Out here, there’s a bowing even the trees are doing.
Winter’s icy hand at the back of all of us.
Black bark, slick yellow leaves, a kind of stillness that feels
so mute it’s almost in another year.
I am a hearth of spiders these days: a nest of trying.
We point out the stars that make Orion as we take out
the trash, the rolling containers a song of suburban thunder.
It’s almost romantic as we adjust the waxy blue
recycling bin until you say, Man, we should really learn
some new constellations.
And it’s true. We keep forgetting about Antlia, Centaurus,
Draco, Lacerta, Hydra, Lyra, Lynx.
But mostly we’re forgetting we’re dead stars too, my mouth is full
of dust and I wish to reclaim the rising—
to lean in the spotlight of streetlight with you, toward
what’s larger within us, toward how we were born.
Look, we are not unspectacular things.
We’ve come this far, survived this much. What
would happen if we decided to survive more? To love harder?
What if we stood up with our synapses and flesh and said, No.
No, to the rising tides.
Stood for the many mute mouths of the sea, of the land?
What would happen if we used our bodies to bargain
for the safety of others, for earth,
if we declared a clean night, if we stopped being terrified,
if we launched our demands into the sky, made ourselves so big
people could point to us with the arrows they make in their minds,
rolling their trash bins out, after all of this is over?
From The Carrying (Milkweed Editions, 2018) by Ada Limón. Copyright © 2018 by Ada Limón. Used with the permission of Milkweed Editions. milkweed.org.
how much history is enough history before we can agree
to flee our daycares to wash everything away and start over
leaving laptops to be lost in the wet along with housecats and Christ’s
own mother even a lobster climbs away from its shell a few
times a life but every time I open my eyes I find
I am still inside myself each epiphany dull and familiar
oh now I am barefoot oh now I am lighting the wrong end
of a cigarette I just want to be shaken new like a flag whipping
away its dust want to pull out each of my teeth
and replace them with jewels I’m told what seems like joy
is often joy that the soul lives in the throat plinking
like a copper bell I’ve been so young for so many years
it’s all starting to jumble together joy jeweling copper
its plink a throat sometimes I feel beautiful and near dying
like a feather on an arrow shot through a neck other times
I feel tasked only with my own soreness like a scab on the roof
of a mouth my father believed in gardens delighting
at burying each thing in its potential for growth some years
the soil was so hard the water seeped down slower than the green
seeped up still he’d say if you’re not happy in your own yard
you won’t be happy anywhere I’ve never had a yard but I’ve had apartments
where water pipes burst above my head where I’ve scrubbed
a lover’s blood from the kitchen tile such cleaning
takes so much time you expect there to be confetti at the end
what we’ll need in the next life toothpaste party hats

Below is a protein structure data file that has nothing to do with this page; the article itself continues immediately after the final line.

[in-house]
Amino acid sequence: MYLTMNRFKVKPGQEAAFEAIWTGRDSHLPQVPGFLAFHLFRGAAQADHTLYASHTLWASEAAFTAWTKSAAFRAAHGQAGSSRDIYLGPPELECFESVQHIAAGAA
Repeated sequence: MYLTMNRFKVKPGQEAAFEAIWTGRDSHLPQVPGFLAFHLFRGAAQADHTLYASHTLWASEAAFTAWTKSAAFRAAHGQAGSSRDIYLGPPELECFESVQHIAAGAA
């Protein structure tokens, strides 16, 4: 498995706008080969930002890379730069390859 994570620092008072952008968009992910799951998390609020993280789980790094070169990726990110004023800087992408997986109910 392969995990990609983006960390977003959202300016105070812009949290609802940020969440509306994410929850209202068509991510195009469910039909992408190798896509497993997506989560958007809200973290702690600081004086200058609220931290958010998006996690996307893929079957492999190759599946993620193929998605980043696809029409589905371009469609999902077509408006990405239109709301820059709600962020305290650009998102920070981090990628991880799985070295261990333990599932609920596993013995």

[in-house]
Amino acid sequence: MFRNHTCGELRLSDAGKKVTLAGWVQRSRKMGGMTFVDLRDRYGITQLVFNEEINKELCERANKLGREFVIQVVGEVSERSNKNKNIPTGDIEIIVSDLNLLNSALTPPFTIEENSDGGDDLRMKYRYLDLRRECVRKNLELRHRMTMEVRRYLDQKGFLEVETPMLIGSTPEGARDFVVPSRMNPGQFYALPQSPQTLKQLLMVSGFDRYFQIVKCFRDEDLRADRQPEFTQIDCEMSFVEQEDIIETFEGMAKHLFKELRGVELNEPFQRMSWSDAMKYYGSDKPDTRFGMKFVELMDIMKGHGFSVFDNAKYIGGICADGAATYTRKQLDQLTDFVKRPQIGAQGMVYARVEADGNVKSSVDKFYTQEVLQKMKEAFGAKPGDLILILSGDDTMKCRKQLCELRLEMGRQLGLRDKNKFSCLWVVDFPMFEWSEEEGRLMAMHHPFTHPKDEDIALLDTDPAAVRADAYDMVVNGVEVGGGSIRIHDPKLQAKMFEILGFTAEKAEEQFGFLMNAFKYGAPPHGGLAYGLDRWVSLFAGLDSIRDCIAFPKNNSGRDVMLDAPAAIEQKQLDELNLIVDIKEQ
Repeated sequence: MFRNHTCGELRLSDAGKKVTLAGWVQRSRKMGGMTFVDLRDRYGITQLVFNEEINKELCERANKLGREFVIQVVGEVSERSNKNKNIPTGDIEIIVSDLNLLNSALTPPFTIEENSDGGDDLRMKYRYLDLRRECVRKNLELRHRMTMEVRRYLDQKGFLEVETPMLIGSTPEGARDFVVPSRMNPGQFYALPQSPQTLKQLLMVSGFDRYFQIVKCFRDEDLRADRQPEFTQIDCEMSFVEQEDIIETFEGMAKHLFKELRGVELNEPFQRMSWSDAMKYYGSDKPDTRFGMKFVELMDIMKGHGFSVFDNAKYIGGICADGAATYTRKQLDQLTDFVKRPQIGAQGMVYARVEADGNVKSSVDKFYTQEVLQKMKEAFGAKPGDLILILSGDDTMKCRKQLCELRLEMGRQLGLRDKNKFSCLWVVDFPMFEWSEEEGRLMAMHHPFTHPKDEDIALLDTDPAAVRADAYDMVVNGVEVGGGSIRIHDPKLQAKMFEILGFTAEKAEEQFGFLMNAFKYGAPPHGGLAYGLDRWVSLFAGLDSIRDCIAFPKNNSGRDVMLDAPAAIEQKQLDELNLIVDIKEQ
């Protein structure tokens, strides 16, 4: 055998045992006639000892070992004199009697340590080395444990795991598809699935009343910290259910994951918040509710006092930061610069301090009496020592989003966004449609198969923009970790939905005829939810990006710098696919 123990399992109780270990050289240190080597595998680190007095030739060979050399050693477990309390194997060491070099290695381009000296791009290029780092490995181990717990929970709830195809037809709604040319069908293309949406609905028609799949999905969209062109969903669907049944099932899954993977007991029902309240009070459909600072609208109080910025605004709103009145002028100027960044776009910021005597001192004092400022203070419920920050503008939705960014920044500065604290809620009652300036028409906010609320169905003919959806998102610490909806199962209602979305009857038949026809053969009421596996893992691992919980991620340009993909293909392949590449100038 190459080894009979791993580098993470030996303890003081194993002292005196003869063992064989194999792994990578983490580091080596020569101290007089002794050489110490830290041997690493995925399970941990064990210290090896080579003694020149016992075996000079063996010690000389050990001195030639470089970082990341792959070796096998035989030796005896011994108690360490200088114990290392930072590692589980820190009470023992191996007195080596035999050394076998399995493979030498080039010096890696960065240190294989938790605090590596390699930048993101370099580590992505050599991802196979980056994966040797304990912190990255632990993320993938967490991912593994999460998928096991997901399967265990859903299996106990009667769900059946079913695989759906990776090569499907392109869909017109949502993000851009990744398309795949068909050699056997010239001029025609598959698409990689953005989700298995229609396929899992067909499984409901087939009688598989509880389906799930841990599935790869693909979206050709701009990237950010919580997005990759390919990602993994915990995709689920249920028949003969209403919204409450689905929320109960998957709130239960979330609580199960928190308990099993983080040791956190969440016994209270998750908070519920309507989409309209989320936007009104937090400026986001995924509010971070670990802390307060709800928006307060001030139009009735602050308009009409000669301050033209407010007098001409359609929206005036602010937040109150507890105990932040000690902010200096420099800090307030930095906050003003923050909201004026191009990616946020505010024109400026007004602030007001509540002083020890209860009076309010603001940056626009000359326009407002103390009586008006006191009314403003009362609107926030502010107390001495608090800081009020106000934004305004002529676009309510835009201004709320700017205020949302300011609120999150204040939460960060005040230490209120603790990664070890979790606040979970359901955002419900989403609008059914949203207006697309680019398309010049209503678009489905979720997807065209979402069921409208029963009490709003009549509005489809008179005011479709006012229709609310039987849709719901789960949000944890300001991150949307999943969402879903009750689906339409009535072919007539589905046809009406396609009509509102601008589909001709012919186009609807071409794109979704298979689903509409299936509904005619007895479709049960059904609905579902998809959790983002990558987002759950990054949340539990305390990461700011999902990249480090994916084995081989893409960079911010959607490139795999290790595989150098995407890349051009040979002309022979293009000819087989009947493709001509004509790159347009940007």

and animal bones every day people charge out of this world
squealing good-bye human behavior! so long acres
of germless chrome! it seems gaudy for them to be so cavalier
with their bliss while I’m still here lurching into my labor
hanging by my hair from the roof of a chapel churchlight thickening
around me or wandering into the woods to pull apart eggshells emptying
them in the dirt then sewing them back together to dry in the sun
Copyright © 2017 by Kaveh Akbar. From Calling a Wolf a Wolf (Alice James Books, 2017). Used with permission of the author.
I am taken with the hot animal
of my skin, grateful to swing my limbs
and have them move as I intend, though
my knee, though my shoulder, though something
is torn or tearing. Today, a dozen squid, dead
on the harbor beach: one mostly buried,
one with skin empty as a shell and hollow
feeling, and, though the tentacles look soft,
I do not touch them. I imagine they
were startled to find themselves in the sun.
I imagine the tide simply went out
without them. I imagine they cannot
feel the black flies charting the raised hills
of their eyes. I write my name in the sand:
Donika Kelly. I watch eighteen seagulls
skim the sandbar and lift low in the sky.
I pick up a pebble that looks like a green egg.
To the ditch lily I say I am in love.
To the Jeep parked haphazardly on the narrow
street I am in love. To the roses, white
petals rimmed brown, to the yellow lined
pavement, to the house trimmed in gold I am
in love. I shout with the rough calculus
of walking. Just let me find my way back,
let me move like a tide come in.
Copyright © 2017 by Donika Kelly. Originally published in Poem-a-Day on November 20, 2017, by the Academy of American Poets.
is a field
as long as the butterflies say
it is a field
with their flight
it takes a long time
like light or sound or language
we have more
than six sense dialect
adjusting to time
the distance and its permanence
i have found my shortcuts
where i first took form
in the field
Copyright © 2022 by Marwa Helal. Originally published in Poem-a-Day on October 3, 2022, by the Academy of American Poets.